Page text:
Maximising you fishing time - Tournament or not

Leroy Tirant
Tournament fishing can sound intimidating to the average angler, especially those who wish to enter the competition arena. However, when you witness the line up of boats at the start of an event it does become inspiring. To see the latest fishing rigs, gleaming paint jobs and major horsepower being run by tournament fishos-with household names and any budding angler will want to join their ranks.

Tournament angling for bream, bass, barra and even flathead has taken on huge proportions over Australia. There are huge prize pools, not to mention the fame for the lucky few who win these events. And then there is often lucrative sponsorship deals.
Any angler who wishes to test their skills against their peers can enter the fray. There are many rules of course, and conditions of entry that must be obeyed, but these are there to protect both the fishing resource and make it safe and fair for the angler.
ABT Australia are an organisation that took up the challenge some years ago starting bass and bream tournaments. They have developed tournaments to a very high level that has also taken fishing techniques to a new level.
Tournament fishing has forced tackle companies to expand their substantial range of merchandise to meet the growing demand of specialist equipment demanded by these modern day anglers.
This equipment, even in average hands, when fished correctly, can open up a new window of opportunity for anglers looking for new and productive ways to catch fish.
Whilst "soft plastics" are the rage hard-bodied lures are still used, and favoured by some. However there has been a revolution in the use of soft plastics and it is these that now win almost all tournaments.
Equipment, as always, varies, mostly in small ways. It is purchased depending on personal choice, style of fishing and budget.

For tournament bream fishing, such as we are about to see in Tasmania with an ABT Tournament, bream are the target. Rods between 6'6" and 7'2" with a fast taper are preferred-most common is 7'. These should be good quality and be able to handle 2-3kg braid that is pretty much the standard fare with competition anglers. A shorter rod is often called for around and under structure where the big bream often lurk. Long rods are most popular for fishing open water, and a longer rod helps when casting light jig heads long distance.
Rods to consider come from the premium makers such as Shimano, G Loomis, Daiwa, Innovator, Berkley and Okuma who all manufacture specialist rods top suit the soft plastic market.
And with the tournament market growing specialist rod builder, Ian Miller also keeps up with it. Not only does he fish the comps, he also designs the rods for Shimano and this keeps them at the top of the tree. If you want the best go to and have a look.
A relatively new player to emerge is Shakespeare/Pflueger who have just started to bring their Catera and Trion range of soft plastics rods in from USA.
Is one outfit enough though? Of course not, and there are a few reasons. A big tangle and you will be out of action. A bust off when there is a "hot bite" on will put you out of action temporarily, but if you have a rigged second rod you can continue without missing a cast. Rig one rod with a heavy jig and the other lighter for specific areas you will cover. The idea is to maximise your fishing time and to have your lures in the water as long as possible. The water is the only place you will catch fish.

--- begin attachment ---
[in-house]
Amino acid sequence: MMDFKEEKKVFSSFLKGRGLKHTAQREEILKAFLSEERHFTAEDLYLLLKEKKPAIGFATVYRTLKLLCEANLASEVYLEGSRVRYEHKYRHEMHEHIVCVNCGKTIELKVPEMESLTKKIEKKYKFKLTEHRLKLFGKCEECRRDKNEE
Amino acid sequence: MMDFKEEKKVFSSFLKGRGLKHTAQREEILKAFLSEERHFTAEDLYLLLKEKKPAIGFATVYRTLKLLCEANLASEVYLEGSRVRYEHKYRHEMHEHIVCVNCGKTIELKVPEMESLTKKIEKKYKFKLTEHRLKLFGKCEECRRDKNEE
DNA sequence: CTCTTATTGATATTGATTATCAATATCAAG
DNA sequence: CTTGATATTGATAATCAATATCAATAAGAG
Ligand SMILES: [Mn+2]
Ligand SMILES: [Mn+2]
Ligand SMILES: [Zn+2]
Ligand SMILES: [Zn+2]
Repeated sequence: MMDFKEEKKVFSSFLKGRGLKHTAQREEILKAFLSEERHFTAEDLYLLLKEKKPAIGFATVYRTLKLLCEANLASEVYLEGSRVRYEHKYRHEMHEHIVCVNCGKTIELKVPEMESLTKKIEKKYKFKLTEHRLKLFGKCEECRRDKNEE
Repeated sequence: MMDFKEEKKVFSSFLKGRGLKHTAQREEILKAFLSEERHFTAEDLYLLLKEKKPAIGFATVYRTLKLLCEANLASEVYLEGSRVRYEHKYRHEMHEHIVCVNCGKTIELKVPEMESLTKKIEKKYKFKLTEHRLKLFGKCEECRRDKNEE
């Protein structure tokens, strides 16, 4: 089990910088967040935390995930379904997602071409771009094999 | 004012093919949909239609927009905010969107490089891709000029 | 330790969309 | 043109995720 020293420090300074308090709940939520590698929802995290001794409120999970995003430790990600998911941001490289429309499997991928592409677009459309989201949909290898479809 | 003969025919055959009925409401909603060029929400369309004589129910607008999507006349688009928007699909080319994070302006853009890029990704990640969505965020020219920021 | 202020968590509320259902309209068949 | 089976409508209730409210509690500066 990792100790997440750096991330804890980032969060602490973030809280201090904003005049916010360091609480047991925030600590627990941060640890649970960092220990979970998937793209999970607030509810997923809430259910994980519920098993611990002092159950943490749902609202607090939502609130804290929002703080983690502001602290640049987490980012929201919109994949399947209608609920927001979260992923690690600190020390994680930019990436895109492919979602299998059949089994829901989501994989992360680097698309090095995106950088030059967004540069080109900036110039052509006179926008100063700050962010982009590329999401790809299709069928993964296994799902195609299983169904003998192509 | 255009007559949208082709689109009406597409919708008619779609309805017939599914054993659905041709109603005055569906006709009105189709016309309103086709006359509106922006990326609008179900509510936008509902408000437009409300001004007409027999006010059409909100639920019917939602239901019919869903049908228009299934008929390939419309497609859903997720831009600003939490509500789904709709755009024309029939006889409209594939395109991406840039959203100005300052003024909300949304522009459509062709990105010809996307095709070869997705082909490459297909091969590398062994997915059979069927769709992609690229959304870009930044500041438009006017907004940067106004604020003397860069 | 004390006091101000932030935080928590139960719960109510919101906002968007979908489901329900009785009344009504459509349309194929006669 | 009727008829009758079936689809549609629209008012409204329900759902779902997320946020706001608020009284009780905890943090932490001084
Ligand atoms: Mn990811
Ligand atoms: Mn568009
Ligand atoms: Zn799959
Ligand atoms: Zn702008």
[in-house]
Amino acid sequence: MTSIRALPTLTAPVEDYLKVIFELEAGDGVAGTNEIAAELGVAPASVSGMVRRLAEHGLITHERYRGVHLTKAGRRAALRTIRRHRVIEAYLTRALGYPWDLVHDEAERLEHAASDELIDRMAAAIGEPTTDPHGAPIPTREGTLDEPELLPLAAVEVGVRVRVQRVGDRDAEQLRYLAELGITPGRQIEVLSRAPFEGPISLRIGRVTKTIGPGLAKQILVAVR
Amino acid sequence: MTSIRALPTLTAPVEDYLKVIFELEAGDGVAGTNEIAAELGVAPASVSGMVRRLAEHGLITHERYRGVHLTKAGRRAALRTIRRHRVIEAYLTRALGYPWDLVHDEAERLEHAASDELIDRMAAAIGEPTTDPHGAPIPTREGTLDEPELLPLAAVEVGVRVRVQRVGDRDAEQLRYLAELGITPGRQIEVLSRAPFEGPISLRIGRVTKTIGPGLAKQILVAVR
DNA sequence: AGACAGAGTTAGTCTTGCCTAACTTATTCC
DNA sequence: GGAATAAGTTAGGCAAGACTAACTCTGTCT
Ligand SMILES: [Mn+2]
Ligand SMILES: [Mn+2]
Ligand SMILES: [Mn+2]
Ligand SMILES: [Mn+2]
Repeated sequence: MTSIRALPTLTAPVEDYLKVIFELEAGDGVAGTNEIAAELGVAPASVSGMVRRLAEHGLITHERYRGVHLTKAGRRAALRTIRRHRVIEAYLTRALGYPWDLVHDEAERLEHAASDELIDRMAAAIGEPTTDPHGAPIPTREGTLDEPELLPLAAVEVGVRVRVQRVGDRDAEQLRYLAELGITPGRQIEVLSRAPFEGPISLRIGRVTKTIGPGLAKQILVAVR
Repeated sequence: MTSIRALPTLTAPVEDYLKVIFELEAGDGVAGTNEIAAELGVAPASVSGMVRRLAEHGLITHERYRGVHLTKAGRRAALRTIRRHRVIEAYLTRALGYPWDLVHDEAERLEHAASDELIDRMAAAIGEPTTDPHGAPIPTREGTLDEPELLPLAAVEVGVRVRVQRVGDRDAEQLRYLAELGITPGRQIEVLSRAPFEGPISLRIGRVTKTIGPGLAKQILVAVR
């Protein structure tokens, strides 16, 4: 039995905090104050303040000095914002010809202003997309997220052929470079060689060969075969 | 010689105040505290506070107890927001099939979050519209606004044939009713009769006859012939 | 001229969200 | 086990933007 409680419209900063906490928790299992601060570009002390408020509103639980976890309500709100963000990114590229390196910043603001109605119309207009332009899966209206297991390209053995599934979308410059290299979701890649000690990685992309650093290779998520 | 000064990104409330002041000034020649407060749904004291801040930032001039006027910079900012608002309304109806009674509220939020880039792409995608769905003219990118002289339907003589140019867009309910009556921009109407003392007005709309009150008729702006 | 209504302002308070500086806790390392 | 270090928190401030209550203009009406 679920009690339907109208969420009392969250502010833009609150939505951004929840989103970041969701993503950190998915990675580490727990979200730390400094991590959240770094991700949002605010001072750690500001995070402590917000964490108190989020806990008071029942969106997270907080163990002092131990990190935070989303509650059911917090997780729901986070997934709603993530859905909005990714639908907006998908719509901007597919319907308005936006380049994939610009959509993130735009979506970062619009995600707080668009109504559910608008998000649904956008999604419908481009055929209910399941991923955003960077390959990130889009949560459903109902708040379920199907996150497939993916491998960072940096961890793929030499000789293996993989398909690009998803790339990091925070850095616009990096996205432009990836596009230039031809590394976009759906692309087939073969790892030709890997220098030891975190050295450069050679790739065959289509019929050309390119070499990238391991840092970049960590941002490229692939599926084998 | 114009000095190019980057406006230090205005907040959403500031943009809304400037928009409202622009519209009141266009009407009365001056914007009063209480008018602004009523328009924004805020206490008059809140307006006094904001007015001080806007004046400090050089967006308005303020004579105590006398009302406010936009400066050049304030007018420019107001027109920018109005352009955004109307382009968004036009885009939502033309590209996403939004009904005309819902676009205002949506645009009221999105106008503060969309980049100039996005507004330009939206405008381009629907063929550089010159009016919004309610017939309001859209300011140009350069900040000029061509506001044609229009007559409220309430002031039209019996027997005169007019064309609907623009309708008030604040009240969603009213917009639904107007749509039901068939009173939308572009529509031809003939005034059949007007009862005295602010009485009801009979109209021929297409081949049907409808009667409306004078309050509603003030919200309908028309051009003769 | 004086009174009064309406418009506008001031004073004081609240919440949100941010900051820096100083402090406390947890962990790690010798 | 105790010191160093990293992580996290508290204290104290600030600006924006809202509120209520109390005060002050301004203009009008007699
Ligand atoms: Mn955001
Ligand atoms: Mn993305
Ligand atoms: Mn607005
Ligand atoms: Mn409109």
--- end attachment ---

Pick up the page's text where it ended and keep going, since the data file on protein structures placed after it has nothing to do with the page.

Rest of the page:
Reels for tournament fishing vary more than rods. You can catch fish for sure on cheap reels, but like most things, if you spend more you get more. Fortunately a good reel is much cheaper now that at any time in history. All major tackle stores will be able to show you some excellent reels from less than $100. Top end reels run to about $1200. An expensive reel will feel silky smooth and will have a superior drag. This is not so important when using monofilament which stretches up to 25%.
This stretch puts less stress on the drag, but when gel-spun braid is used there is no stretch and the drag has to do all the work. If it isn't silky smooth you may well break a large percentage of fish off. Reel size range is generally from 1000 to 2500 which is how most reels are marked. A typical day at a tournament will see many hundreds of casts made and inferior reels will soon have drags, bail arms, bearings and handle wearing or failing-always at the worst possible moment. Buy the best you can afford the first time. You will never be disappointed at having good gear. A top of the range reel doesn't cost much more than an average week's wage and it will last many years.

Braid, gelspun or some sort of superline is the accepted norm when fishing tournaments with soft plastics. Bite detection and working your lure with finesse is very important and only non-stretch lines can offer this option. Bream can be exceptionally wary and detecting the bite (or nibble) is essential. With these non stretch lines anything that happens to the lure will be instantly transmitted to the rod and the angler. A split second saved in reacting could be the difference between hooking a fish or the fish spitting out the lure and you failing to score. A mono leader, usually of 6-10 lb fluorocarbon material is normally used of around half a rod length. Fluorocarbon is virtually invisible and is the ideal final connection. A heavy leader will be used around oyster leases and heavy snags. Some anglers are quite happy and have had good success with leaders of Maxima Ultragreen or other quality line.